The Public Works Kitchen Band

by Arthur Hull

This story unfolds at the first meeting ever of all eighty regional managers of the Canadian Public Works. This government organization met for a week-long leadership conference in the middle of Canada, in Winnipeg. I was brought in to be the rhythmasizer throughout the week, in addition to facilitating the opening and closing ceremonies. I arrived in Winnipeg at the hotel to find that all the drums and percussion for the program were sent to another hotel from the same chain, three provinces away, on the west coast in Vancouver, BC. Opening ceremonies were to be held that night, but all my instruments were hundreds of miles and two shipping days away.

I received carte blanche from the hotel manager to run through the hotel, with the concierge following behind me, gathering whatever “found sound” instruments would serve me for the evening ceremony.

Boy did I have fun! I found that the black plastic waste baskets from the guest bathrooms had a higher pitch than the white ones in the bedrooms. When turned upside down and struck on the bottom they made excellent hand drums. The food buckets made great bass drums when hit on the bottom with wooden serving spoons. I suddenly had all the drums I needed for the evening.

I found a trash can full of empty soda cans that hadn’t been crushed for recycling yet. I had them washed, and put a hand full of the black grainy rocks from the hotel ash trays into each can. With the holes covered with duct tape they made great cylinder shakers. That led me to discover how good the metal ash holders sound when you hold them in one hand and hit them on the bottom with your other hand. So we used them as well.

I used the heavy-duty cafeteria-style coffee cups as my high pitch percussion bells, hitting them on the side with spoons. The plastic water pitchers hit on their bottoms with spoons served as my medium pitch percussion sounds. I found one-half inch diameter metal pipe and some thick wooden dowels in the hotel basement shop, and had them cut into six inch pieces that made two distinct sounds when struck together.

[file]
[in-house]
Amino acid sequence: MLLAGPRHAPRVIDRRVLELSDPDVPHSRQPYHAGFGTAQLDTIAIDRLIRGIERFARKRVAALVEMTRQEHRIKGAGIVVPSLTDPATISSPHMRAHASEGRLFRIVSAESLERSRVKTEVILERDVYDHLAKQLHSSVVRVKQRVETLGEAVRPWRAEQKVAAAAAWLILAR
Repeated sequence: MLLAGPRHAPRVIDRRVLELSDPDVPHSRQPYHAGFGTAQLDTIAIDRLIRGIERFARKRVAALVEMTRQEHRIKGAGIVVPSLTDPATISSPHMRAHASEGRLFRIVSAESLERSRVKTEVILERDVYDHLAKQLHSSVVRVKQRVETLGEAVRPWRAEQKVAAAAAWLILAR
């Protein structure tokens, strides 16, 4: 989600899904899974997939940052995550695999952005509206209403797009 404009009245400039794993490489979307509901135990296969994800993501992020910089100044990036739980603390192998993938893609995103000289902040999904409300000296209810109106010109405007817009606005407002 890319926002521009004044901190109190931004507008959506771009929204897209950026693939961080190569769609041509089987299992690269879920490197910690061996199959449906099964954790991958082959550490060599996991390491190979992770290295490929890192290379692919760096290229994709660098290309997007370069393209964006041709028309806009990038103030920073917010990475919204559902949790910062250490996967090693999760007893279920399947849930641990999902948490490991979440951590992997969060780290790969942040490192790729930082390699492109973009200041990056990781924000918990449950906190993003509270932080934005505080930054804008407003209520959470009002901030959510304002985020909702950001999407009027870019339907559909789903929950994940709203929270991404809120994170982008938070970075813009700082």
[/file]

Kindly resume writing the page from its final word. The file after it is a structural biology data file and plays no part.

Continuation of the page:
The kitchen staff got into the act and came up with two sets of stainless steel salad bowls that, when hit on the lip with wooden spoons, gave our growing percussion ensemble a full chorus of gongs. We liked the sound of the metal plate covers too.

The laundry staff heard about some crazy elf who was running around the hotel gathering up “found sounds.” They showed up at the ballroom where all this equipment was being assembled and offered me a large fiberglass laundry cart with the wheels removed. When we turned it upside down the cart turned into a large bass hand drum, capable of accommodating four executives at once.

Needless to say, I ended up with more than enough found sounds to successfully facilitate our eighty-person opening drum circle ceremony. I also used this “stuff” for two more days, until my drum and percussion kit arrived from Vancouver. The group started calling themselves the Public Works Kitchen Band.

Using the “Kitchen Kit” did cause two problems. By starting up spontaneous Kitchen Band jams during the evening dinners, they would, in their enthusiasm, break the fine dinnerware, as well as disrupt the evening’s poor keynote speaker. The second problem was that when the percussion kit with the “real” drums finally arrived, some of the participants wouldn’t give up their favorite trash can.

From the book Drum Circle Spirit: Facilitating Human Potential Through Rhythm

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